The Southwestern Historical Quarterly, Volume 16, July 1912 - April, 1913 Page: 43
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Kentucky and the Independence of Texas
morning of June 2d "in the steam car" for the same destination.1
The most considerable number of them, however,--between three
and four hundred, started under the command of Colonel Edw.
J. Wilson and Captain G. Lewis Postlethwaite this same month.
Of these about two hundred left Lexington the first week in June,
reaching Louisville on Monday, June 6. At Shelbyville, on Sun-
day, each of the officers of the "Ladies Legion" was presented with
epaulettes by a young lady-Miss Buckner-of Louisville.2 On
Saturday, June 11, the Texas Volunteers to the number of some
three hundred under the command of Colonel Wilson left Louis-
ville in the steamer Fort Adams.3 One of the Lexington papers
prints a letter from Colonel Wilson in which he says, "the peo-
ple of Louisville, with a few, exceptions, have been as cold as
icicles, and but for the magnanimous Thomas Smith of New
Castle, our trip would have stopped here. Mr. Smith furnished
all the meat and tendered six months' provisions and takes the
Texas Government for it [that is, accepts drafts on the govern-
ment]."4 The volunteers proceeded on their way down the Ohio
some fifty miles when the boat sprung a leak. It was accord-
ingly run ashore and the emigrants landed. Messrs. Postlethwaite
and Woolley returned to Louisville, procured another boat,5 and
once more the volunteers embarked. Some whose hearts had grown
faint abandoned the enterprise."
Another body of Texas emigrants, under the command of Col-
onel Charles L. Harrison, of Louisville, left that city on the even-
ing of July 1 in the Heroine.7 On June 14 the Kentucky volun-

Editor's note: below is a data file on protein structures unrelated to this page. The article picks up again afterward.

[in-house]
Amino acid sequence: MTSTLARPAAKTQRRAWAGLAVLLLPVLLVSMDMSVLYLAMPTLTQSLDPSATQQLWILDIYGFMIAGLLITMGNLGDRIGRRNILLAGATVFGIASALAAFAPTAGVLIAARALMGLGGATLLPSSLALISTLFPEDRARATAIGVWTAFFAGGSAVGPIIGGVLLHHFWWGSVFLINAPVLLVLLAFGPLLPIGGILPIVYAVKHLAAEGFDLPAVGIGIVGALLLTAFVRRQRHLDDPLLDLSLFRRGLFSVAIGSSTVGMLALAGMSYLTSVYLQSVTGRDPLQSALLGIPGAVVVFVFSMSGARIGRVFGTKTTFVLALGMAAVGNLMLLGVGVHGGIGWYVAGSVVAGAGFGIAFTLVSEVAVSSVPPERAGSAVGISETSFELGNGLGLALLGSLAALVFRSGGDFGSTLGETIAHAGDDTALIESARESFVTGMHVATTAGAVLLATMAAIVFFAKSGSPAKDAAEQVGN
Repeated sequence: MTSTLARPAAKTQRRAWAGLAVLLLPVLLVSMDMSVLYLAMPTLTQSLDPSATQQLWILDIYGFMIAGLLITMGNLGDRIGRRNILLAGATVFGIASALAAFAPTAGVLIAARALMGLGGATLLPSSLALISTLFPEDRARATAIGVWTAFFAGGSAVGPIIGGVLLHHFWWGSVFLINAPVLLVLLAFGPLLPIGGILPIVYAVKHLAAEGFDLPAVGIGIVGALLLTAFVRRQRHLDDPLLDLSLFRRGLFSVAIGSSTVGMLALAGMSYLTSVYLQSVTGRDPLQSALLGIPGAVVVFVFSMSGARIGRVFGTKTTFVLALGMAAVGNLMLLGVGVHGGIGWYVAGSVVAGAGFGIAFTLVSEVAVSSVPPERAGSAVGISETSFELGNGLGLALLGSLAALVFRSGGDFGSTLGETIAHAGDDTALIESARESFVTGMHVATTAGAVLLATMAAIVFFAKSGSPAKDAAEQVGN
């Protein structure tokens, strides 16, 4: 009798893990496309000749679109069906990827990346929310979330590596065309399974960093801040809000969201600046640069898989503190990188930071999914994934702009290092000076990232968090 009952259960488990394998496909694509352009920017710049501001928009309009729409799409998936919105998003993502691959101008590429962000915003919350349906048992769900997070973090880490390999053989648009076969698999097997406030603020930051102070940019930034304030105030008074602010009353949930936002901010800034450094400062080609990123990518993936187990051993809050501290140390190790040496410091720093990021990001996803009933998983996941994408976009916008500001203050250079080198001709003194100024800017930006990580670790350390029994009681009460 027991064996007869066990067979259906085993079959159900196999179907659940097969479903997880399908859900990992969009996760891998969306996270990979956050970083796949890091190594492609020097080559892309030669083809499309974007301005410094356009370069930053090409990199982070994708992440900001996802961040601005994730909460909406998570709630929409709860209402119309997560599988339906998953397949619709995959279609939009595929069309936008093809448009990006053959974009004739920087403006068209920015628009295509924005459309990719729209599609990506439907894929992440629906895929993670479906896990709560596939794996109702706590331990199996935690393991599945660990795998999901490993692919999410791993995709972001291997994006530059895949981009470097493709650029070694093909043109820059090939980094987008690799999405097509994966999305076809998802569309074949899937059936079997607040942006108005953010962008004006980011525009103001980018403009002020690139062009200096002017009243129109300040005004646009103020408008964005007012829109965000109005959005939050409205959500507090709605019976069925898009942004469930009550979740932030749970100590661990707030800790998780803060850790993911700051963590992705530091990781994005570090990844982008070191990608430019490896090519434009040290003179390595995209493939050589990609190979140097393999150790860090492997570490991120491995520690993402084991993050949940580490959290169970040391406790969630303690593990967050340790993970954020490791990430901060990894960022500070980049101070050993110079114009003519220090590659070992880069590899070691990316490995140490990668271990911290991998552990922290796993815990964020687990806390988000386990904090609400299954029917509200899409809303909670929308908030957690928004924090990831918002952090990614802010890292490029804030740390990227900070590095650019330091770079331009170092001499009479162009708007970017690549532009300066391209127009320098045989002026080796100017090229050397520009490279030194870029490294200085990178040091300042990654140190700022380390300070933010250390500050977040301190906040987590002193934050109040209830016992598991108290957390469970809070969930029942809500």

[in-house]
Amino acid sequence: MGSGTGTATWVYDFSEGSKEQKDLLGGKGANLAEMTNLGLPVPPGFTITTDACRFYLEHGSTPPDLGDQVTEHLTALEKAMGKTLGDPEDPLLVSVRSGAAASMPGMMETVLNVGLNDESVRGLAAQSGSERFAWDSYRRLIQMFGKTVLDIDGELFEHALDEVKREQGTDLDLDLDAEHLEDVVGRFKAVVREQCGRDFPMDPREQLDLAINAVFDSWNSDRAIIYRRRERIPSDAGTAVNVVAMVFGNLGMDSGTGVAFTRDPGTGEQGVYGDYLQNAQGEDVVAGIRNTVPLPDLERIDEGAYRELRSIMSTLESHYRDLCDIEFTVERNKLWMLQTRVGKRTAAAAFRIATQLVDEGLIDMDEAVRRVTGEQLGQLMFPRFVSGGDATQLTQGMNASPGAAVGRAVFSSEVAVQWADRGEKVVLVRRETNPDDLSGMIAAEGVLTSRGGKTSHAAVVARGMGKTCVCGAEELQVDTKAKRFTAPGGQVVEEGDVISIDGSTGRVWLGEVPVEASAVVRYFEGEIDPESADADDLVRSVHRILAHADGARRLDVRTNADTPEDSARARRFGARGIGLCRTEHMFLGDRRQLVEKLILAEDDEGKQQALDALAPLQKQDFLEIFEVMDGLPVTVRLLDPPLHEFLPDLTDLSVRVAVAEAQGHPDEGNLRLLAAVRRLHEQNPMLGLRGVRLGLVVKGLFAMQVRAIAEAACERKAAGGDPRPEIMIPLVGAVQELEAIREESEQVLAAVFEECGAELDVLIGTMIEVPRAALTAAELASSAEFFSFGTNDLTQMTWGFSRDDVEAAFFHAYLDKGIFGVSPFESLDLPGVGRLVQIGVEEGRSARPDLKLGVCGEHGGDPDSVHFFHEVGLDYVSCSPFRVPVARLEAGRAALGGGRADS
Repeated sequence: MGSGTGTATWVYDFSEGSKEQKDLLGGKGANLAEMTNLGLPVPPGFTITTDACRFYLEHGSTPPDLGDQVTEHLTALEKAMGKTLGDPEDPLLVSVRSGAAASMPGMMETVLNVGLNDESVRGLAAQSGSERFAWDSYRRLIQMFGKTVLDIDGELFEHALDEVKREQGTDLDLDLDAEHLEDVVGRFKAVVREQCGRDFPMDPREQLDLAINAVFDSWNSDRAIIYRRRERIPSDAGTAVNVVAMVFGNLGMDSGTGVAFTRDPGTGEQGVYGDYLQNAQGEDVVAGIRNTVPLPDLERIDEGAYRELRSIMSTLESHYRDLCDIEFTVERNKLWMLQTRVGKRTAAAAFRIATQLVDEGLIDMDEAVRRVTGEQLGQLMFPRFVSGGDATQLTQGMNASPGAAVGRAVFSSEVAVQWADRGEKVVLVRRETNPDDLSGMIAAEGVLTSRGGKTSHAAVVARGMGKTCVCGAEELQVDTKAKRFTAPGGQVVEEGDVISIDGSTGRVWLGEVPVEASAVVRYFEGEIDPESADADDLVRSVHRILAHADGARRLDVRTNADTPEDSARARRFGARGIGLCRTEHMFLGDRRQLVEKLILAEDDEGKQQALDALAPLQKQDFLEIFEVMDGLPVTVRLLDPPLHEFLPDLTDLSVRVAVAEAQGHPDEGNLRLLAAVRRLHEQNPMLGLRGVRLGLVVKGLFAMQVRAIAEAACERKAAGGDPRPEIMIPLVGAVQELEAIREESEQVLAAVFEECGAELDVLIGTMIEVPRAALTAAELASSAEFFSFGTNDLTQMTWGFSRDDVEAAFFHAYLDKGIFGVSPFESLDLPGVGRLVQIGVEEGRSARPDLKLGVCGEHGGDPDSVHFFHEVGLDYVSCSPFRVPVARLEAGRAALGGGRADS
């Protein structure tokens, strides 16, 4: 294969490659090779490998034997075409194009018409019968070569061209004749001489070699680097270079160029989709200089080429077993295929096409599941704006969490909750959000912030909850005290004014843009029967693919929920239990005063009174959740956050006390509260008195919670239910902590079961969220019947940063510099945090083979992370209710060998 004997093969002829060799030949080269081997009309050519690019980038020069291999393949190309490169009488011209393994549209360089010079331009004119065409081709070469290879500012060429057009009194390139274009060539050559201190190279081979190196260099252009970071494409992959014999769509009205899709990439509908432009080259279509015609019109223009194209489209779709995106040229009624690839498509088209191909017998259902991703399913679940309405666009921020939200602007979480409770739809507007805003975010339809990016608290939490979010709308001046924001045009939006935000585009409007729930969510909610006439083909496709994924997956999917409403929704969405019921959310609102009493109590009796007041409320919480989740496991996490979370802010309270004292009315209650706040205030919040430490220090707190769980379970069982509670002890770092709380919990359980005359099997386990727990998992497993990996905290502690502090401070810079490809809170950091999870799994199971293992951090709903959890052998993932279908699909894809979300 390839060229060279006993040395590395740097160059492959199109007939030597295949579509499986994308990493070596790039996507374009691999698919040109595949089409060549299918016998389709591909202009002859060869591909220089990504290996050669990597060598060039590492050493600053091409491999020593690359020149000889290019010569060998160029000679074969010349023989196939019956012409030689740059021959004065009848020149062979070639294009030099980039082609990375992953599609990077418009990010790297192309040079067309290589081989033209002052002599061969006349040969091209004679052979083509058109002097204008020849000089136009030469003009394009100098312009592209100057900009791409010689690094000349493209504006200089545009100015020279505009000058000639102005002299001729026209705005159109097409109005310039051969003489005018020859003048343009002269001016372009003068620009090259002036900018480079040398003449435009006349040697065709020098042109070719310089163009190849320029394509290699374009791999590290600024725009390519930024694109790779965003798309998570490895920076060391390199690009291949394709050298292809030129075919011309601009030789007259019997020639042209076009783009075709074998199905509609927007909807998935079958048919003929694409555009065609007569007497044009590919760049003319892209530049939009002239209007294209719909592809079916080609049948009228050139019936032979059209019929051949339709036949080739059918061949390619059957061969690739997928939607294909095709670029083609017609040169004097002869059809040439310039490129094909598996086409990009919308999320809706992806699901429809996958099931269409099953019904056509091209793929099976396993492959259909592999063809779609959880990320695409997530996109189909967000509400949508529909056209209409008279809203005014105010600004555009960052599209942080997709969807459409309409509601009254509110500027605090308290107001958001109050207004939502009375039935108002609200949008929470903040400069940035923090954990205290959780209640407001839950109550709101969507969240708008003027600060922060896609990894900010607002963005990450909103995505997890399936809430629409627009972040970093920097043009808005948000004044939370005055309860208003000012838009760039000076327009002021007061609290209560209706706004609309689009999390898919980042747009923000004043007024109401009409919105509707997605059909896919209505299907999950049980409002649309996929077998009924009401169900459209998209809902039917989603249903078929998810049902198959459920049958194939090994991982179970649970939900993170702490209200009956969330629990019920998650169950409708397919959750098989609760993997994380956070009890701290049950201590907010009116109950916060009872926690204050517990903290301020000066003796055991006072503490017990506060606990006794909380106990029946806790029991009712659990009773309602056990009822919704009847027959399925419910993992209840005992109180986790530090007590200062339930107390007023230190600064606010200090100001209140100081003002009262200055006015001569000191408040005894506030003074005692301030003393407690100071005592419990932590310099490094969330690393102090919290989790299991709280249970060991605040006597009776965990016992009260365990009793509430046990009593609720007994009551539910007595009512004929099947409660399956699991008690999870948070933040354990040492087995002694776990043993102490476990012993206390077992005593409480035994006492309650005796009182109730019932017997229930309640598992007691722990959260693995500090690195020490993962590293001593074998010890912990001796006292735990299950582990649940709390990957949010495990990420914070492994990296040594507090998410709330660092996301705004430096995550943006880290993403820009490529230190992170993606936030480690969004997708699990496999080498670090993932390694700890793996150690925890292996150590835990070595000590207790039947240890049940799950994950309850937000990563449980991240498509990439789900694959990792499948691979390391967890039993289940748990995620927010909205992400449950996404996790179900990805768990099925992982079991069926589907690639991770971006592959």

teers under Colonel Wilson reached New Orleans, from which
'Leaington Inteligencer, June 3, 1836.
2Ibid., June 10, 1836; Kentucky Gazette, June 6, 1836. In addition to
Fayette, the counties of Clarke and Montgomery were represented among
these emigrants. Frankfort Argus, June 8, 1836.
Kentucky Gazette, June 16, 1836. Another account says they left Sun-
day in the Adriatic.
'This Mr. Smith was a "colonel," and is furthermore styled "a gentle-
man of fortune."
The new boat was probably the Tuskina. See Senate Doos., 24 Cong.,
2 Sess., I, No. 1, p. 40.
"KAentucky Gazette, June 20, 1836.
'Lexington Intelligencer, June 1, 1836. According to the Richmond
Whig, July 22, 1836, ninety-four volunteers left this month commanded by
Captain Earl, of Louisville.
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Texas State Historical Association. The Southwestern Historical Quarterly, Volume 16, July 1912 - April, 1913, periodical, 1913; Austin, Texas. (texashistory.unt.edu/ark:/67531/metapth101058/m1/49/: accessed October 18, 2017), University of North Texas Libraries, The Portal to Texas History, texashistory.unt.edu; crediting Texas State Historical Association.